ANT-MAN AND THE WASP (2018)
As Scott Lang balances being both a superhero and a father, Hope van Dyne and Dr. Hank Pym present an urgent new mission that finds Ant-Man fighting alongside The Wasp to uncover secrets from their past...
After Avengers: Infinity War (2018) ended, many comic-book fans need something to cheer themselves up, so Ant-Man (2015) director Peyton Reed returns with Ant-Man and the Wasp, the perfect way to lighten the mood. Offering more minuscule madcap action and comedy, but with the addition of a winged female partner, this buzzing summer treat again proves good things come in small packages.
In the aftermath of Captain America: Civil War (2016), thief-turned-superhero Scott Lang (Paul Rudd) is suffering the consequences of his participation and currently under house arrest. Now able to spend more time with his daughter (Abby Ryder Fortson), while starting his own security firm with partner Luis (Michael Peña), Scott’s distanced himself from ‘Team Cap’ and seems to have put his superhero days behind him…
That’s until Scott’s forced to re-team with genius Dr. Hank Pym (Michael Douglas) and his daughter Hope van Dyne (Evangeline Lilly), after Hank realises Scott’s time in the Quantum Realm might be the key to saving his missing wife, Janet van Dyne (Michelle Pfeiffer), who was trapped in that microscopic universe decades earlier. So the trio embark on a dangerous new mission, encountering enhanced assassin ‘Ghost’ (Hannah John-Kamen) who can phase through walls, and is working for Hank’s old colleague Bill Foster (Laurence Fishburne).
Ant-Man and the Wasp is filled with infectious, goofy comedy performed by a talented cast. Paul Rudd (The 40 Year Old Virgin) remains a very appealing comic actor, armed with a winning combination of heart and humour. His deadpan expressions and deft comic timing flit charmingly between innocence and stupidity, but Scott Lang is also a grounded character because he has more everyday concerns and relatively normal friends.
Evangeline Lilly (The Hurt Locker) finally gets to don The Wasp super-suit teased in Ant-Man and seizes her moment of equal billing. Adding a sense of skepticism towards superheroes, the chemistry between Lilly and Rudd helps balance the funnier moments, as she plays the ‘straight man’ to Rudd’s wise-ass. Together, they’re a natural double-act. At the centre of the movie’s emotional arc, Lilly carries the bulk of the drama and holds her own in action sequences that establish Wasp as another major player for the MCU to utilise.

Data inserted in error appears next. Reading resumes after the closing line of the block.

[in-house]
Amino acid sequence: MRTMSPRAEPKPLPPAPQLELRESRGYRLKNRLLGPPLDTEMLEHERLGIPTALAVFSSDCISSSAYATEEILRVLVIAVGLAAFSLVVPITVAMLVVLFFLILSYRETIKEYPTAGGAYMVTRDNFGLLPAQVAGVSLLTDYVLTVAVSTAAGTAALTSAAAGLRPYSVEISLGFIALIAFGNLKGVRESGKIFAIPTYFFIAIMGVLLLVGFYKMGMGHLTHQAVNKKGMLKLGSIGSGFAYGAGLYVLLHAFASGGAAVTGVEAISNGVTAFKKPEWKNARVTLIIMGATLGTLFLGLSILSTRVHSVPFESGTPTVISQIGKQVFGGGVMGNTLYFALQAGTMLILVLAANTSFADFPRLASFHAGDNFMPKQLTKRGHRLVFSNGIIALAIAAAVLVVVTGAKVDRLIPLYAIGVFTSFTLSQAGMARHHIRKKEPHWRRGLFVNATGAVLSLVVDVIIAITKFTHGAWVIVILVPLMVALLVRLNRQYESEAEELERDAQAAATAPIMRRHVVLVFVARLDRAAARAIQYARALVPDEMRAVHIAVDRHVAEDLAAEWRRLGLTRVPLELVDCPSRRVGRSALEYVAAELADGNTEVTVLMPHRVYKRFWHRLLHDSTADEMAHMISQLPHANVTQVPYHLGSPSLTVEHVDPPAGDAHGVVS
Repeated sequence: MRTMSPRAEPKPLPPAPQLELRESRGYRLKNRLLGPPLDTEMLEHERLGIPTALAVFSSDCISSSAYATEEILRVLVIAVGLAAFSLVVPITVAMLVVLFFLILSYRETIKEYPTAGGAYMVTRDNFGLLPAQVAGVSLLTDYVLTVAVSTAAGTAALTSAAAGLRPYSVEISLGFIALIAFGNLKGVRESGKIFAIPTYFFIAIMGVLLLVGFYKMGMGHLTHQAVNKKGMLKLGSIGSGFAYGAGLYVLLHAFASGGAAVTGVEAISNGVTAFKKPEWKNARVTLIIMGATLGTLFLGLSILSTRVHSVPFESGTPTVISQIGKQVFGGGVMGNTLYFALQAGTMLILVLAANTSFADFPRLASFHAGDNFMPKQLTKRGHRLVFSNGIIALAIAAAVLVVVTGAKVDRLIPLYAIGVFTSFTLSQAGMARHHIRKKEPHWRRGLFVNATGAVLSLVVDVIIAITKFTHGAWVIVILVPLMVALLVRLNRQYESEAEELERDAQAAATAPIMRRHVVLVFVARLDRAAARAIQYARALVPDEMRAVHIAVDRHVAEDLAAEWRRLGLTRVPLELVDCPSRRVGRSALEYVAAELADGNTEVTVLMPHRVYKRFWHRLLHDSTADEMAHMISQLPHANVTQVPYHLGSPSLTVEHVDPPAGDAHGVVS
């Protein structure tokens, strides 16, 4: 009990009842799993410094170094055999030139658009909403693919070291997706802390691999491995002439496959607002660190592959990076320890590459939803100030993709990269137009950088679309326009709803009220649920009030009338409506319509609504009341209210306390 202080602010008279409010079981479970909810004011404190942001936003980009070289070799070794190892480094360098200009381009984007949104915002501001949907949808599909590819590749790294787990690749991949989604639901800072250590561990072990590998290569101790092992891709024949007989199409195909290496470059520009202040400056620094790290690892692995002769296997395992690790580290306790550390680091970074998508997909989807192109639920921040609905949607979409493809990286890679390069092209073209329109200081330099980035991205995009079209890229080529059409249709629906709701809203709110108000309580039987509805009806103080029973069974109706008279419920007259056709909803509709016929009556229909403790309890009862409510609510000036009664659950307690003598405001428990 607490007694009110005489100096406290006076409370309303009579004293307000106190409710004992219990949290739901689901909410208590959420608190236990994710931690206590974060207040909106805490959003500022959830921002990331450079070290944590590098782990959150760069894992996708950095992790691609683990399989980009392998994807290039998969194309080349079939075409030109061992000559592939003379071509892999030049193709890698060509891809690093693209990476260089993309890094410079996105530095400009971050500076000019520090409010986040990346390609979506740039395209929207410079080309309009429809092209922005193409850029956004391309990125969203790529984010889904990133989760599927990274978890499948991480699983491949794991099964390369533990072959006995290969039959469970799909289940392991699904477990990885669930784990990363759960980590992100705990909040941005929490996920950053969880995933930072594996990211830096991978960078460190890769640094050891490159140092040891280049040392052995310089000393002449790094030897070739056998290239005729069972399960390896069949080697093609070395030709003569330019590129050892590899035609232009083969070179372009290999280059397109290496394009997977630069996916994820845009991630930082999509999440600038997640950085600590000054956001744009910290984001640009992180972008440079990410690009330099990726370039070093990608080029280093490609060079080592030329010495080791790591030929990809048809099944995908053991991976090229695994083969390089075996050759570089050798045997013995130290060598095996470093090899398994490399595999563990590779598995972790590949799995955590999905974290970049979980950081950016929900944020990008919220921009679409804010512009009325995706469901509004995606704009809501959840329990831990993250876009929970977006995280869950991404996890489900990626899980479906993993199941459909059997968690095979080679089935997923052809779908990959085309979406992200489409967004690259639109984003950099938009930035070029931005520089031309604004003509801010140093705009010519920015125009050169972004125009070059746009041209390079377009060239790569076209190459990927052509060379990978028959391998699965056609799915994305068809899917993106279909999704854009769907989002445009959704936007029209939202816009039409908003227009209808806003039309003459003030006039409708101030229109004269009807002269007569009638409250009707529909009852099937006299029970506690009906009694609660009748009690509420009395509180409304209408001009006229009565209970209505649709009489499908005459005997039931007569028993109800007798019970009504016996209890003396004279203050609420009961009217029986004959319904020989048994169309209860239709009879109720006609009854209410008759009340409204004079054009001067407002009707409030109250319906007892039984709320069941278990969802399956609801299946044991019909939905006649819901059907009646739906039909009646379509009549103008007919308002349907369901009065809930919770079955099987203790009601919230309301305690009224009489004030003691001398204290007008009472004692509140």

Stealing the show, again, is Michael Peña (End Of Watch) as Luis, Lang’s former cellmate and business partner. The character’s fast-talking, rapid fire monologues make a welcome return, making you hang on his every word while in fits of laughter. Along with a nattering debate about ‘truth serum’ and long-winded stories that lose their way, Peña provides excellent support as the prime source of silly humour.
Proving the success of Ant-Man wasn’t entirely down to the valuable contributions Edgar Wright (Shaun Of The Dead) made before he infamously quit the project, Peyton Reed succeeds in making another oddball comedy with impressive action. He excels at exploring the comedic possibilities of altering the scale of both characters and objects, adding an Alice In Wonderland-style logic to everything that happens. Frequently shrinking and enlarging things within a scene, Reed has a keen sense of timing about when to stick with a character perspective during a size change, or when to let changes play out from a distance to add some drama or comedy.
The signature shrinking/enlarging visual effects are very enjoyable to behold, but it’s Marvel’s pioneering ‘de-ageing’ technique that has truly matured. Flashbacks to a younger Michael Douglas and Michelle Pfeiffer (Batman Returns) are astonishingly realistic, perhaps because there’s more reference material for the F/X artists to work from. Dante Spinotti’s cinematography also edges closer to Doctor Strange (2016), particularly with its psychedelic visuals in a sub-atomic world filled with “enormous” organisms resembling dust mites.
Marvel Studios recently raised the bar with memorable super-villains like Infinity War’s Thanos, Black Panther’s Erik Killmonger, and Thor: Ragnarok’s Hela, but they’ve set a new standard Ant-Man and the Wasp can’t quite match. Ghost offers a compelling motive for why she’s pursuing our heroes, and her past connection to other characters creates a nice conflict, but her sympathetic qualities are given too much focus and thus confuses audience reaction to her as a villain.
Still, there’s a lightness to Ant-Man and the Wasp because it’s another adventure where the fate of the world or universe isn’t at stake. Reed treats the material with a gentle touch, crafting a hilarious superhero movie that managed to overcome its thin narrative and sketchy villains through sheer likability.
director: Peyton Reed.
writers: Chris McKenna, Erik Sommers, Paul Rudd, Andrew Barrer & Gabriel Ferrari (based on ‘Ant-Man’ by Stan Lee, Larry Lieber & Jack Kirby, and ‘Wasp’ by Stan Lee, Ernie Hart & Jack Kirby.)
starring: Paul Rudd, Evangeline Lilly, Michael Peña, Walton Goggins, Bobby Cannavale, Judy Greer, Tip ‘T.I’ Harris, David Dastmalchian, Hannah John-Kamen, Abby Ryder Fortson, Randall Park, Michelle Pfeiffer, Laurence Fishburne & Michael Douglas.